Psycho Killer and Other Mood Music: A Definitive Theme of Childhood
For several summers of my elementary and early middle school years, a single mix-tape was THE music I chose for myself. It was catchy, it was up-beat, it was Rock And Roll, and it had a definite theme: looking into the hearts and minds of certified whackos. This mix-tape was known as: Psycho Killer and Other Mood Music.
This was my start of becoming fascinated with madness, with looking at the nature of walking (or more often crossing) the line between living within society’s boundaries and creating a new world that exists only inside the mind. What people escape to when the stress of reality gets to be too much for them says something about common pitfalls that exist for all of us.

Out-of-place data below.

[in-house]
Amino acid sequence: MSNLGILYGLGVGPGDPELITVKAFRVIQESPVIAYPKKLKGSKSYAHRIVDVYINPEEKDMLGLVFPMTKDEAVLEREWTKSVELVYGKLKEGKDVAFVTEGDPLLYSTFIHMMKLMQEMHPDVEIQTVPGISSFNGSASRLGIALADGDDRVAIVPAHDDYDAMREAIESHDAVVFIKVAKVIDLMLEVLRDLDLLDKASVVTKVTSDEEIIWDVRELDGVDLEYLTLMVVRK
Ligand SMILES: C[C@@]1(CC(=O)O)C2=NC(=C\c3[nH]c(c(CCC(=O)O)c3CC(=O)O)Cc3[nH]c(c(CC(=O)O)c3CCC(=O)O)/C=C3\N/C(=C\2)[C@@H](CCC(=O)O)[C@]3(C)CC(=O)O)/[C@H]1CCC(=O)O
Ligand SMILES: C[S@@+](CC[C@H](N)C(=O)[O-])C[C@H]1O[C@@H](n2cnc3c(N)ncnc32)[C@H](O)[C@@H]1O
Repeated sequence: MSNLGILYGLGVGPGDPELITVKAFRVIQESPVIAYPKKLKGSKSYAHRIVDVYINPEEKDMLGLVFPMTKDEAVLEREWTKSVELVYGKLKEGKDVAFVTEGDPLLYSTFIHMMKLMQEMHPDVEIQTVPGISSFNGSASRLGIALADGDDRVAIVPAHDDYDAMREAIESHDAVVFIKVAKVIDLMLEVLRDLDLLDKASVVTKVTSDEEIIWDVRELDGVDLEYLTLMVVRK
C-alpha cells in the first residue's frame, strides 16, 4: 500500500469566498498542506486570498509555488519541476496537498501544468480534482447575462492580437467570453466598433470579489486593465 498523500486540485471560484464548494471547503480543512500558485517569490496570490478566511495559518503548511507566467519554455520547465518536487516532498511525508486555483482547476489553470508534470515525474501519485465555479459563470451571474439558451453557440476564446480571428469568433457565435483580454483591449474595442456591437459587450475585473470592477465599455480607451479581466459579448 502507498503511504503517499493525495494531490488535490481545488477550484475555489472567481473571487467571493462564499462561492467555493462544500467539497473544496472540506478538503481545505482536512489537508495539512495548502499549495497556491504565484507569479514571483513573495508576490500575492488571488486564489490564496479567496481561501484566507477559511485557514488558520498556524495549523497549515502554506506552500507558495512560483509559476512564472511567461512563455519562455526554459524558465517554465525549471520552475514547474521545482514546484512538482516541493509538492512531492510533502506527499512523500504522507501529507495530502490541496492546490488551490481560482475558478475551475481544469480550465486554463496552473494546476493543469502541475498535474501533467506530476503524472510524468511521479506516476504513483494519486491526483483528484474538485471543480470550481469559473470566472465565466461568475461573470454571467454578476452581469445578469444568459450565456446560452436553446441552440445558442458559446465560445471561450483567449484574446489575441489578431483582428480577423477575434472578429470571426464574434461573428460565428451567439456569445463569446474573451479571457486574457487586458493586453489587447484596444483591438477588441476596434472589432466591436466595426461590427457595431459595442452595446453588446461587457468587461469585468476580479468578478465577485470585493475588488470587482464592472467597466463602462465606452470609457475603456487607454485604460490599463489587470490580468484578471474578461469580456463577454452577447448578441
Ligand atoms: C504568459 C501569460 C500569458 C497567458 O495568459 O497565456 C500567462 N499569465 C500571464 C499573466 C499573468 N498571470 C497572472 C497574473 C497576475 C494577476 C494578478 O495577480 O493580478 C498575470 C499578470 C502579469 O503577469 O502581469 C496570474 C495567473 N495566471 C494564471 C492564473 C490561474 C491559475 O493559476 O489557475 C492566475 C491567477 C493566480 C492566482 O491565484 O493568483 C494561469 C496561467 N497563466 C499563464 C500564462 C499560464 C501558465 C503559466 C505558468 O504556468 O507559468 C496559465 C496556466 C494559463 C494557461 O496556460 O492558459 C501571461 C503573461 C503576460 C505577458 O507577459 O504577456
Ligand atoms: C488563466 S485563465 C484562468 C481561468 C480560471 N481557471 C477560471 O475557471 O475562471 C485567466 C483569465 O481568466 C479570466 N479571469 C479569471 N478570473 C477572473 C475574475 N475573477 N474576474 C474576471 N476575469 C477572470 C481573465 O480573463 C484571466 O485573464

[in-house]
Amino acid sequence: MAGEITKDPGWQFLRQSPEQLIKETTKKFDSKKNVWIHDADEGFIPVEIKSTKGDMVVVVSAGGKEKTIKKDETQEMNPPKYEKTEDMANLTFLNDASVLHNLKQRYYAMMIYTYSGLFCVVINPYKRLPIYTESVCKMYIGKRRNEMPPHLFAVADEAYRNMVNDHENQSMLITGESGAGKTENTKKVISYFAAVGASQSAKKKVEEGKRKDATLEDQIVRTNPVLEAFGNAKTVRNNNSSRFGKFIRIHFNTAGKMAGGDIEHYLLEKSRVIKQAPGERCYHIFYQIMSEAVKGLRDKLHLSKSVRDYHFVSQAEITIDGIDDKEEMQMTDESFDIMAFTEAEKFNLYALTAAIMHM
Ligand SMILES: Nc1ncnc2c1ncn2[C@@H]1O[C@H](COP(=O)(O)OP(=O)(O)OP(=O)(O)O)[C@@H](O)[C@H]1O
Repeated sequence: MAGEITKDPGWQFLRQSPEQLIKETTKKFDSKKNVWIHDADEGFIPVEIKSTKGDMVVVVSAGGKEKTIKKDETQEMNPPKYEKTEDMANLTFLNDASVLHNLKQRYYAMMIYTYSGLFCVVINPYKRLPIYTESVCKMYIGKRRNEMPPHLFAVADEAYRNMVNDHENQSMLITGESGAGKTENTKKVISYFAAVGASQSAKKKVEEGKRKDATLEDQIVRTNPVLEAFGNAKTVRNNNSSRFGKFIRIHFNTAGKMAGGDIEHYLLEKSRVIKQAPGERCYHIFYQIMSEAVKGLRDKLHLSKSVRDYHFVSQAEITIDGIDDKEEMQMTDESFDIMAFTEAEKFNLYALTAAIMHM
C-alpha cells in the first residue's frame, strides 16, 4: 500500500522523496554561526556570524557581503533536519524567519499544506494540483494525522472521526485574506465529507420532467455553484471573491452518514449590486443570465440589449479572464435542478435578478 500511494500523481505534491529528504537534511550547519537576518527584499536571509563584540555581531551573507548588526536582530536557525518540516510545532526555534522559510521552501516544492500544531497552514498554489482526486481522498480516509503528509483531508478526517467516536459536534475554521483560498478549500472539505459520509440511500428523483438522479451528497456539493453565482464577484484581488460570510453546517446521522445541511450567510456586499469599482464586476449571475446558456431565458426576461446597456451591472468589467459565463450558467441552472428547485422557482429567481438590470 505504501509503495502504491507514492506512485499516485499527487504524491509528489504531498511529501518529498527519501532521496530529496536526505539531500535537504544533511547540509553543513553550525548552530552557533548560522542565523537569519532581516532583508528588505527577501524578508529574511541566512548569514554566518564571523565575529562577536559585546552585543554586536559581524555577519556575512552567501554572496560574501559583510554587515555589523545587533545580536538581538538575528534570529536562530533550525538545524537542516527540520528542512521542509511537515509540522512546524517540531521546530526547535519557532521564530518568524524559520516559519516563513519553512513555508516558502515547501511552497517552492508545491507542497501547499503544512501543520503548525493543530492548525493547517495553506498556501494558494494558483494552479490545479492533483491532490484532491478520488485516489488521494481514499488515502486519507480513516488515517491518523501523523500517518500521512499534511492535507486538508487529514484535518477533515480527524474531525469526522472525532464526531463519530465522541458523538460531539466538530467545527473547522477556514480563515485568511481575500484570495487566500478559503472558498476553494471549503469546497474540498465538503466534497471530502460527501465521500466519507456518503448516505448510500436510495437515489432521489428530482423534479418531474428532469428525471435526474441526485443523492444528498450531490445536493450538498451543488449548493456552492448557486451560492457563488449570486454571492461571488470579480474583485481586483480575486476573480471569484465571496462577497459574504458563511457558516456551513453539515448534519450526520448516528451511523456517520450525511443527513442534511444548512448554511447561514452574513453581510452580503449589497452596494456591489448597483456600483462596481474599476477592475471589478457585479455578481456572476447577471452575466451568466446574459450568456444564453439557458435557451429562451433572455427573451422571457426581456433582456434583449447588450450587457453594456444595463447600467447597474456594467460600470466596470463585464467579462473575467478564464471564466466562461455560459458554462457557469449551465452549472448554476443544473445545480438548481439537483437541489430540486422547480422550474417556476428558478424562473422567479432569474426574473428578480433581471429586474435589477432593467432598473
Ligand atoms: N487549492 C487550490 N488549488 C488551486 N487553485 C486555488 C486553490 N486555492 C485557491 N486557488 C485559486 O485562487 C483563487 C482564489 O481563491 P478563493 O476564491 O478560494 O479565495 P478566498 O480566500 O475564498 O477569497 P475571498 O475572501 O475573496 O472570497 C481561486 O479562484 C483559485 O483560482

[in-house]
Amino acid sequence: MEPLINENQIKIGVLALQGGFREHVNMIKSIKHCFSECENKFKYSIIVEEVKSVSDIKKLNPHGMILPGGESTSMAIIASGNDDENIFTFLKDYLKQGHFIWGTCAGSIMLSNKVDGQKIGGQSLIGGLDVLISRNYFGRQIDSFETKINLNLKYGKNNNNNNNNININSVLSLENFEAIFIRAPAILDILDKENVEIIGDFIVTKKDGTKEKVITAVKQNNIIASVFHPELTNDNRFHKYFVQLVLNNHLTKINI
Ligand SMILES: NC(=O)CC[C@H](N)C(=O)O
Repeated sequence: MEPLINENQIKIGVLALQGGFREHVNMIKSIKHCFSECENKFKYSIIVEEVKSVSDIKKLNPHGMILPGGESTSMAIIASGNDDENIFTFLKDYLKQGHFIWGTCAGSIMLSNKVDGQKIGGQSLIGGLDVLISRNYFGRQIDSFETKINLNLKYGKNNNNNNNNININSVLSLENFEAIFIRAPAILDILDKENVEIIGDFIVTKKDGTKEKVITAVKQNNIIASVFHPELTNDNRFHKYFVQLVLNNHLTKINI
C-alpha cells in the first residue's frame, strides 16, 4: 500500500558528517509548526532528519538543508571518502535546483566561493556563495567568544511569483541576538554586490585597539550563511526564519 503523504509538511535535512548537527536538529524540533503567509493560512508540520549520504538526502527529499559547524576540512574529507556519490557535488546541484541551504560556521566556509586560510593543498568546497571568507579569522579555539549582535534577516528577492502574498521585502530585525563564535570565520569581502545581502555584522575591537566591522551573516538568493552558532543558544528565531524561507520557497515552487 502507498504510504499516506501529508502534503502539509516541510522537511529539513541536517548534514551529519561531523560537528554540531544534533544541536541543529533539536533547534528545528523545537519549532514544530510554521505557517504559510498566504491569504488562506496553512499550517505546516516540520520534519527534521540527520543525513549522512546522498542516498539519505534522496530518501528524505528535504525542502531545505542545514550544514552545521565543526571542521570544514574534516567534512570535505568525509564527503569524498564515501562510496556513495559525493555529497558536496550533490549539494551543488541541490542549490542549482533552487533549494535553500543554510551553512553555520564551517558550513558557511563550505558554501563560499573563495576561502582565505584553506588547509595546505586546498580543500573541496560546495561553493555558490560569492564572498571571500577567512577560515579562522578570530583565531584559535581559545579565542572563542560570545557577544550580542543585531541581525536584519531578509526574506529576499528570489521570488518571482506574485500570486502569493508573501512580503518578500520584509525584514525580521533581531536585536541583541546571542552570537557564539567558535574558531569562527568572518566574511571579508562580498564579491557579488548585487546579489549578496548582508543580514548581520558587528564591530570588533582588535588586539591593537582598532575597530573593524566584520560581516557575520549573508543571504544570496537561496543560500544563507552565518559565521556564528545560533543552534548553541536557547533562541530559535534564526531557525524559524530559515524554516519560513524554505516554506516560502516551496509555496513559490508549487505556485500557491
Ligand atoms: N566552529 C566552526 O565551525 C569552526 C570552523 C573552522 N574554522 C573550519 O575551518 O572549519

The mix-tape was my introduction to some of my favorite musical artists, including The Kinks and Warren Zevon. For the longest time I had no idea who was responsible for the individual songs on the tape; the liner notes only consist of the song titles. But with this new-fangled interweb contraption, I’ve been able to find the songs, so the world at large can explore a little fragment of my childhood. Enjoy.
Psycho Killer – Talking Heads
Brain Damage / Eclipse – Pink Floyd
You May Be Right – Billy Joel
Social Disease – Elton John
Destroyer – The Kinks
Psychotic Reaction – Count Five
Excitable Boy – Warren Zevon
All The Madmen – David Bowie
Don’t Worry, Be Happy – Bobby McFerrin
21st Century Schizoid Man – King Crimson
Brain Salad Surgery – Emerson Lake & Palmer
Ok, so the last one isn’t Emerson Lake and Palmer, but for the life of me I can’t find a version of the song on Youtube, which is a shame, but the video that takes its place gives a similar feeling. That is, if you’re on some kind of strong psychedelic drug and are basically just imagining the Emerson Lake & Palmer song. Which seems a fitting way to end this post.